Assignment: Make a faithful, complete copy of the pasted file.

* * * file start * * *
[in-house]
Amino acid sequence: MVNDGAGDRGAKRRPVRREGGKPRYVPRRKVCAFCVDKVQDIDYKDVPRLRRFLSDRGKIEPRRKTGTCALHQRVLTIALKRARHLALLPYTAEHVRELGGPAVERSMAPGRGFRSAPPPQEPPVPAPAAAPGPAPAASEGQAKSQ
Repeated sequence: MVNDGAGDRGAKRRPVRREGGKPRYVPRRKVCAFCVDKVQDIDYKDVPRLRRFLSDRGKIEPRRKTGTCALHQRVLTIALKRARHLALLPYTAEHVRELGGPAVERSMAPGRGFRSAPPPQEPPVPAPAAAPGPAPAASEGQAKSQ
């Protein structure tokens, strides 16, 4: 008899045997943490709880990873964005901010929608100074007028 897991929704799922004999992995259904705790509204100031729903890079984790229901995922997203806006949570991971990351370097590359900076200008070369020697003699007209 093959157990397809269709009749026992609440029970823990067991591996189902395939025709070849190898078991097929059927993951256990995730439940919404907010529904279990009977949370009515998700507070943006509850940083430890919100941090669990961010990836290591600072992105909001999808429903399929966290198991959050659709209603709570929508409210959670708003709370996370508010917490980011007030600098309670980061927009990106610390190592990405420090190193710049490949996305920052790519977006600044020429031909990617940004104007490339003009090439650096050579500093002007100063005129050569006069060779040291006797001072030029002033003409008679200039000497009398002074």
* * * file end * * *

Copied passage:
[in-house]
Amino acid sequence: MVNDGAGDRGAKRRPVRREGGKPRYVPRRKVCAFCVDKVQDIDYKDVPRLRRFLSDRGKIEPRRKTGTCALHQRVLTIALKRARHLALLPYTAEHVRELGGPAVERSMAPGRGFRSAPPPQEPPVPAPAAAPGPAPAASEGQAKSQ
Repeated sequence: MVNDGAGDRGAKRRPVRREGGKPRYVPRRKVCAFCVDKVQDIDYKDVPRLRRFLSDRGKIEPRRKTGTCALHQRVLTIALKRARHLALLPYTAEHVRELGGPAVERSMAPGRGFRSAPPPQEPPVPAPAAAPGPAPAASEGQAKSQ
């Protein structure tokens, strides 16, 4: 008899045997943490709880990873964005901010929608100074007028 897991929704799922004999992995259904705790509204100031729903890079984790229901995922997203806006949570991971990351370097590359900076200008070369020697003699007209 093959157990397809269709009749026992609440029970823990067991591996189902395939025709070849190898078991097929059927993951256990995730439940919404907010529904279990009977949370009515998700507070943006509850940083430890919100941090669990961010990836290591600072992105909001999808429903399929966290198991959050659709209603709570929508409210959670708003709370996370508010917490980011007030600098309670980061927009990106610390190592990405420090190193710049490949996305920052790519977006600044020429031909990617940004104007490339003009090439650096050579500093002007100063005129050569006069060779040291006797001072030029002033003409008679200039000497009398002074």